Category Archive: LSAT

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LSAT Exam Day: What to Bring (And What Not to Bring)

June LSAT test day is almost upon us, and you should have everything you need for the LSAT ready in advance so that you don’t end up scrambling Monday morning. Be sure to check out LSAC’s page of regulations for LSAT test day; here are some highlights of what to bring and what not to bring.

Item #1 to Bring to LSAT Test Day: Yourself. If you decide you’re not ready for the June LSAT, visit the LSAC website before midnight ET Sunday and withdraw from the LSAT to avoid an absence on your record.

Item #2 to Bring to LSAT Test Day: Your admission ticket with photo attached. You can print the ticket from LSAC’s website. The photo is a relatively new requirement for the LSAT, but you should not overlook it. LSAC is extremely picky about your photo.

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Predictions for the January 2019 LSAT

For the January exam, we’re going to switch our typical predictions post up a little bit.

For the past few years, we’ve jokingly made hyper-specific and ridiculous predictions for each LSAT that, unsurprisingly, were not borne out by the actual exam. The “joke” was that making actual predictions on the LSAT was a fool’s errand, since you won’t know exactly what the Logical Reasoning questions, Reading Comp passages, or Logic Games would be about. And, even if you did, that knowledge wouldn’t be of much use. So, we’d make a few winking, sort-of-inane predictions, and then remind students that as long as they were comfortable with the concepts that get tested on every LSAT, they’d do great, irrespective of what would end up showing up on the test.

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Last Week Before the January 2019 LSAT Checklist

For January 2019 LSAT-takers, there are roughly 168 hours (that’s one week) standing between you and your dream score. With so much to keep in your brain until exam day, I want to relieve you of some of the effort of figuring out everything you have left to do in your last week before the exam. There are some things you absolutely need to do before you can take the exam, and there are a few more things that I highly recommend that you do in your last week in order to give yourself the best preparation for the LSAT.

This is my checklist of all of those things you should do in your week before the LSAT:

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Will the Digital LSAT Change Law School Admissions?

To put it politely, the legal industry is not exactly known for its rapid adaptation to change. In light of that fact, with the recent changes to the LSAT — the shift to a digital format and the addition of twice as many testing dates per year — there are seismic shifts happening in the prelaw world this year.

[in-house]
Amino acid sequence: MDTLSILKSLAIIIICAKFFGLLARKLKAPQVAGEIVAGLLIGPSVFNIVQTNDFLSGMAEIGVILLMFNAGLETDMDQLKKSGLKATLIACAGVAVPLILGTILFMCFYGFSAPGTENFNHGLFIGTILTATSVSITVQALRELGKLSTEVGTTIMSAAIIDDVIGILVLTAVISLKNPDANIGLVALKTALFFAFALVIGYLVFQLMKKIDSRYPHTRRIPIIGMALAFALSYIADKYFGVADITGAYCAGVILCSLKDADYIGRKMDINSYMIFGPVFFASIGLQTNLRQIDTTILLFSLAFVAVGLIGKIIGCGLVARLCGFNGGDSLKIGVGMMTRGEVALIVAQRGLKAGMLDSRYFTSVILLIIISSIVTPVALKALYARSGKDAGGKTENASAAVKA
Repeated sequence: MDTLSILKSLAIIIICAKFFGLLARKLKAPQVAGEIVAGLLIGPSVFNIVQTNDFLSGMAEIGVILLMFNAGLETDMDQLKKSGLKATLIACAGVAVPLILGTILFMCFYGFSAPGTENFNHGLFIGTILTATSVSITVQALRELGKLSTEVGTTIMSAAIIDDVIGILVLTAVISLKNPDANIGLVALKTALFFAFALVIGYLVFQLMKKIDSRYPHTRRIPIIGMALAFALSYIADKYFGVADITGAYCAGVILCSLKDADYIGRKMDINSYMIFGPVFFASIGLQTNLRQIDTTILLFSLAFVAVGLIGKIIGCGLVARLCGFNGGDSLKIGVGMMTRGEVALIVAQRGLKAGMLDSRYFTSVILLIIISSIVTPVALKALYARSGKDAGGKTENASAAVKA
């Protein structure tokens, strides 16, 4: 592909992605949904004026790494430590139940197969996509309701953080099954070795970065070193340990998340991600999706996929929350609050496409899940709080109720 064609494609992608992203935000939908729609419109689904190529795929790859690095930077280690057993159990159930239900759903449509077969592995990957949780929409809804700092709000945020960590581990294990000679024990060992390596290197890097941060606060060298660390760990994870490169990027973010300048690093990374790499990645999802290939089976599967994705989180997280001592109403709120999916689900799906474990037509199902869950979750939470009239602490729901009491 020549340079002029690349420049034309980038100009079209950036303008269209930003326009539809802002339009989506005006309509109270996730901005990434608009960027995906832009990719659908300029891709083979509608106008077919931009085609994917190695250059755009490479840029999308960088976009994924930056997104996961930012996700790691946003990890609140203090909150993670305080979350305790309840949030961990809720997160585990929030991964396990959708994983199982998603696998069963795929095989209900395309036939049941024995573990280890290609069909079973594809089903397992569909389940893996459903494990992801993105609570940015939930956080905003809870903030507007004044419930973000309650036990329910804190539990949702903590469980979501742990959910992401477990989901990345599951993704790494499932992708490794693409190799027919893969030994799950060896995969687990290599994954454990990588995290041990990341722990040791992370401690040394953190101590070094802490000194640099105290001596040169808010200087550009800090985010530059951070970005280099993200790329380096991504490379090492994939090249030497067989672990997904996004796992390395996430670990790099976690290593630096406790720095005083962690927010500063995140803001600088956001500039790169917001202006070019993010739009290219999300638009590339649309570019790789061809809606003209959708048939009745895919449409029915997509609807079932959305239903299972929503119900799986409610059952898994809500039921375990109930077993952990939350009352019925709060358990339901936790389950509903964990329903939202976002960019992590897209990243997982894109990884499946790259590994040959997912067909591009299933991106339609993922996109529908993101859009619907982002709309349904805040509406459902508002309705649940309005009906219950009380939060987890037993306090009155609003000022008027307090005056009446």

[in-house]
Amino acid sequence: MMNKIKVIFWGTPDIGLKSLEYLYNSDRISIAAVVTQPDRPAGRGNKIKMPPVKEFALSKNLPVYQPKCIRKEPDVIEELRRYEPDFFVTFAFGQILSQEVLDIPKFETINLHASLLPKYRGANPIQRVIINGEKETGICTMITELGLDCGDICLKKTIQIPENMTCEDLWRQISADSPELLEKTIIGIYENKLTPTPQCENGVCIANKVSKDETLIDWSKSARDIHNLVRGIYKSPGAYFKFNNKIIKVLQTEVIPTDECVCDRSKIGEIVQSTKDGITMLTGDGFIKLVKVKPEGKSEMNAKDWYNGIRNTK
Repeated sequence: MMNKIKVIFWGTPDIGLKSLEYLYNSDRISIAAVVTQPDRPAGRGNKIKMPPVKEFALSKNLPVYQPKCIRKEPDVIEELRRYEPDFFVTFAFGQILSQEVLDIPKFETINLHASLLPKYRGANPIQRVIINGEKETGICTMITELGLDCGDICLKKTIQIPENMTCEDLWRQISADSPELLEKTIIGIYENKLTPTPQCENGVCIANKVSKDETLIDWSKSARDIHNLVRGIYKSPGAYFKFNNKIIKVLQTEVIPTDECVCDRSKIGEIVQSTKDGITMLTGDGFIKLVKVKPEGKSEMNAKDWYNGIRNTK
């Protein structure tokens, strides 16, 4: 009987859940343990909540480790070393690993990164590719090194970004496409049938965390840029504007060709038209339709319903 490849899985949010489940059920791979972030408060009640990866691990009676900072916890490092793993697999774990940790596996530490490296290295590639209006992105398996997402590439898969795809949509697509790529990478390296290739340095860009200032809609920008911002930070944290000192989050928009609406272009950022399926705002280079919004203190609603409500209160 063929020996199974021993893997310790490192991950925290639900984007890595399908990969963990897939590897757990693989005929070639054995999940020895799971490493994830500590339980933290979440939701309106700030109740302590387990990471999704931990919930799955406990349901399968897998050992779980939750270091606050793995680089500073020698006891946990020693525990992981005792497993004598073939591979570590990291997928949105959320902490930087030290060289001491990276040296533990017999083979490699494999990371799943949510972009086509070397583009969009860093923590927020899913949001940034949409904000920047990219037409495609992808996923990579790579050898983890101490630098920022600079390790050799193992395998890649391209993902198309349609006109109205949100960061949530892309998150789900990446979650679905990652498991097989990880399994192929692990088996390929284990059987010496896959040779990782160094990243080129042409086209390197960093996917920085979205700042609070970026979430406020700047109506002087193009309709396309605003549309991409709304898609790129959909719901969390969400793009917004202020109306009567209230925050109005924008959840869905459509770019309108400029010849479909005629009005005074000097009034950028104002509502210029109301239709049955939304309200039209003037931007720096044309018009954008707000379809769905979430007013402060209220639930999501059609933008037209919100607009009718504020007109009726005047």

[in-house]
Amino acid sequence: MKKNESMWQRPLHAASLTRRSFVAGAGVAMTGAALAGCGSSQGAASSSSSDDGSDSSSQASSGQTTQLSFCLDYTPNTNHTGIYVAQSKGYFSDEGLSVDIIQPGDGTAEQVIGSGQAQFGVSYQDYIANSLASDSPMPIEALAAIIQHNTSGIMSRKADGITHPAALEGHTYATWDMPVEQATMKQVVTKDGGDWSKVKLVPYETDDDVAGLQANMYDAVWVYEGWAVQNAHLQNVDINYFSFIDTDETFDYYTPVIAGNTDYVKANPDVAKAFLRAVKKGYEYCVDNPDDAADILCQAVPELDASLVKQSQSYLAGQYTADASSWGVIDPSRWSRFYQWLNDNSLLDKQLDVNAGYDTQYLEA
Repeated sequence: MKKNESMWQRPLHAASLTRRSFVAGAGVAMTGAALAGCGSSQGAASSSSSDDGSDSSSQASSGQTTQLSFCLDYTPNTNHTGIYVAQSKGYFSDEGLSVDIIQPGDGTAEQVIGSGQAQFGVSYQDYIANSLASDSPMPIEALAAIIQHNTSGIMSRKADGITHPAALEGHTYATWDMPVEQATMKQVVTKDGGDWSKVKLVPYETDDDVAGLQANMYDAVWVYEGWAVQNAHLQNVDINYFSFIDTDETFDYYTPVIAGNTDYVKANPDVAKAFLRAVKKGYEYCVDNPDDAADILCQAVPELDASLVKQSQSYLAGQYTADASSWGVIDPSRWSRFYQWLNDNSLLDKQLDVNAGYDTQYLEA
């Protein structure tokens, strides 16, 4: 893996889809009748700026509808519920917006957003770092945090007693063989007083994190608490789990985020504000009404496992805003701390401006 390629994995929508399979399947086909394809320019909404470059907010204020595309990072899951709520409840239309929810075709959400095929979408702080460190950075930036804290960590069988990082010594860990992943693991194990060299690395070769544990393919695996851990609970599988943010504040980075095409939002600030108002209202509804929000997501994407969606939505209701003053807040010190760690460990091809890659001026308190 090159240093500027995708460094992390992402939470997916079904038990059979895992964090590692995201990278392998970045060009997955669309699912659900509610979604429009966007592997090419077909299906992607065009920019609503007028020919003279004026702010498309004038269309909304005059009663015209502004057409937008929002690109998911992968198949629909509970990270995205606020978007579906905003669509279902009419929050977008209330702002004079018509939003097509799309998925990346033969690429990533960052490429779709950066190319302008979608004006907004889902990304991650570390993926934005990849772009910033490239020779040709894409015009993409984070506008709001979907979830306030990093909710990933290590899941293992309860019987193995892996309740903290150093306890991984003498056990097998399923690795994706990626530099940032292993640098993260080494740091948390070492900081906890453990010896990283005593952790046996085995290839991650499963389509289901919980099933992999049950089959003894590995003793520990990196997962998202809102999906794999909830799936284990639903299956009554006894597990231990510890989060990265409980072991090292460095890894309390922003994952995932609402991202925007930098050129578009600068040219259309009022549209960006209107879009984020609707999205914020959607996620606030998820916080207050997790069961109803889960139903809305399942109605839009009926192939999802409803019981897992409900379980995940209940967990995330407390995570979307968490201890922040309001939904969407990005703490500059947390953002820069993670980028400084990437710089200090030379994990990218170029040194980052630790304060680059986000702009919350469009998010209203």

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A New Day in LSAT: A New Test Calls for a New Online LSAT Course & Updated LSAT Prep

2019 is a year of change in the world of LSAT, not the least of which is the move to a tablet-based test and a take-home Writing Sample. Law school applications are also on the rise and the GRE is still trying to be “a thing.” Elsewhere, people are busier than ever and sacrificing quality for the sake of flexibility is becoming the norm.

At Blueprint, we’re at the forefront of the LSAT and the law school admissions process as a whole. Our online platform has been setting standards for online LSAT prep for years and our methodologies have been helping students average 11-point score increases. Still, we heard our students’ need for more modern, affordable, and flexible LSAT prep. The LSAT is changing, so we are too. Introducing: The new Blueprint Online Anytime Course.

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Top 5 Things You Need to Know About the Digital LSAT

After years of “will they/won’t they,” LSAC has finally decided to enter the 21st century and move away from the paper-and-pencil LSAT beginning in July 2019. We can grumble, we can complain, we can blame Gen Z, but love it or not, the LSAT digital revolution is coming. LSAC has been slowly releasing information bit by bit, and although we’ve diligently reported all the latest developments, it can still be a lot to digest at once. So, we’ve determined the top five things you need to know about the digital LSAT, regardless if you’re a seasoned LSAT vet or you’re taking the test for the first time this year.

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Changes to the LSAT Writing Sample, Coming in June

Ever since LSAC announced that it would switch-up the format of the LSAT from the staid, old, traditional pencil-and-paper exam to the gleaming, new digital LSAT, we’ve been covering — quite extensively, I’d say — the changes coming in 2019. But we haven’t yet given proper due to the changes coming for the writing sample, which will debut in June 2019.

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Classes for One of the LSAT Paper LSATs Start Soon

For the lucky few in college, your winter break has come to an end. We say “lucky” because I don’t think anyone would mind checking out from the routine for three weeks. The start of the semester and the new year brings forth ambitious resolutions and some stark reminders. For those interested in going to law school, one of those reminders is to take (or to retake) the LSAT.

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January LSAT Deadlines Are Here

The January 2019 LSAT is just a couple weeks away, which also means that the deadlines to change or get out of this exam have arrived. Students signed up for the January LSAT have until today, January 11 at 11:59 pm Eastern Time, to change the test location or postpone the LSAT to another date (both requiring you to pay an extra $125). And today is also the deadline to withdraw from the LSAT altogether for a refund of $50.